Second term examination held to help the students build a stronger foundation.

These children have different backgrounds but have one thing in common- acute poverty. They wish to be educated and dream to become 'famous' one day but are unable to, due to their condition. Some of them are beggars, domestic workers, dumpster divers and helpers at the local vegetable markets. A few of them baby sit their younger siblings, while their parents work hard for a day's meal. Lima Akhter, a young girl from nursery with bright eyes and a confused smile says, “I am 10, no wait, I am 7 years old. I did not know anything when I came here but now I know so much. My parents are garments workers and I have to look after my siblings at home. Education is not an option for me but my teachers have changed my life.” She adds with enthusiasm spreading all over her face, “I like to study. English is my favourite subject.”

Monmohini Sikder disciplining her students.

With equal eagerness, Borhan, a 10-year-old kindergarten student says, “I am a dumpster diver but I want to become someone big one day. My favourite subject is Bangla. My father sells ribbons and laces on the streets and my mother is a domestic worker. They encourage me to study but when I first came here I was really scared because I did not know any of the Bangla alphabets.”

A comprehensive syllabus is needed for a better education.

Mohammed Oliullah Islam, another student of the same age from a level above, with all seriousness, says, “I like to study and my favourite subject is Bangla as well. My mother works at a house while my father fixes clogged roads during rainy seasons. I also work. I am a tokai!”

Tests are taken on a regular basis.

Helping these street urchins and bringing them closer to their dreams is what Sikder wants to do for the rest of her life. She also believes in women empowerment and has found two other young women, Nayomee Chakma, a student of second year of Marketing Studies from Khilgaon Model College, and Hira Biswas, a Masters of Arts holder in English from Presidency University, to help fulfil her mission. These three women together run this small school on the pavement attached to a house at the end of road 94 in Gulshan 2. In total there are 65 students and classes are held from Sunday to Thursday, from 12:00 pm to 2:00 pm in the afternoon. They provide the students with all the necessary supplies, worksheets and other materials. At the same time, every day in between classes, there is a small recess where snacks like bananas, samosas or bread are given to the students.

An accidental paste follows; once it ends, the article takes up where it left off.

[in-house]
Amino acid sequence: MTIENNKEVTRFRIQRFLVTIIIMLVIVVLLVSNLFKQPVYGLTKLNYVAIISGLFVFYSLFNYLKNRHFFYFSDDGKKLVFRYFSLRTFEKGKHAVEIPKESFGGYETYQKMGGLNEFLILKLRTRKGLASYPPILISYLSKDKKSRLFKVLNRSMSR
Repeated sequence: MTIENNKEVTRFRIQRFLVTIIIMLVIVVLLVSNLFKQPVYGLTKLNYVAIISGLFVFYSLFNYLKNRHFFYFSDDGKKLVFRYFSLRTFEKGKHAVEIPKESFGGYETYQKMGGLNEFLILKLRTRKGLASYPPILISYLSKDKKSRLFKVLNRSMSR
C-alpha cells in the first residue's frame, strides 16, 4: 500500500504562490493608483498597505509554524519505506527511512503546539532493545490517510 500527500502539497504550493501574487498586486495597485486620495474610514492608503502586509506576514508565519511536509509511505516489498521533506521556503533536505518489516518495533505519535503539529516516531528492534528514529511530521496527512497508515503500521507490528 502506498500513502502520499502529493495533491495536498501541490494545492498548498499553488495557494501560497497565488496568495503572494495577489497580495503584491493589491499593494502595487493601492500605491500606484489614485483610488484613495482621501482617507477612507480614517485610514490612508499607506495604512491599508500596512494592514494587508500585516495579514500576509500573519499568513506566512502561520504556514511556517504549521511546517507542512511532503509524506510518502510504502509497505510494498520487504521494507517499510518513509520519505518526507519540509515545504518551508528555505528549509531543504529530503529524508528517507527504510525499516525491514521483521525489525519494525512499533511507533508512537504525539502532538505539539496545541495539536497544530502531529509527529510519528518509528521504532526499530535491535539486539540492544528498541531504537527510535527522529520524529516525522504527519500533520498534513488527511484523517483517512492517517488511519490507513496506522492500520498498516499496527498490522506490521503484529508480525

Students are divided into three levels, nursery, kindergarten and grade one.


While Nayomee is responsible for teaching the nursery level, Sikder teaches Kindergarten and Hira grade one. Chakma comes from a financially backward family and assists Dr Moskala in his clinic for an extra income. She says, “Teaching is my passion and I adore the children in my class.” Biswas on the other hand, works at World Vision Bangladesh and at the same time teaches at the school as her work finishes at 12 pm in the afternoon. She claims “I did not quite like teaching at first. My hands were tied as I did not want to sit at home and do nothing. I wasn't able to find a suitable job. But now things have changed and this profession has become more of a passion. I have grown into it and it has become a part of my life.”

The Bible states that everything is possible for him who believes. A little bit of hard work and focus is all one requires to achieve. And as a nation, the day is not far when the possibility to rise above will be just within grasps. As mythology suggests, the immortal bird phoenix dies and then bursts into flames and is reborn from its own ashes. In a similar way, our nation too will rise to make a miraculous comeback.

At home time, the students pack up on their own.

With dreams to become someone famous one day.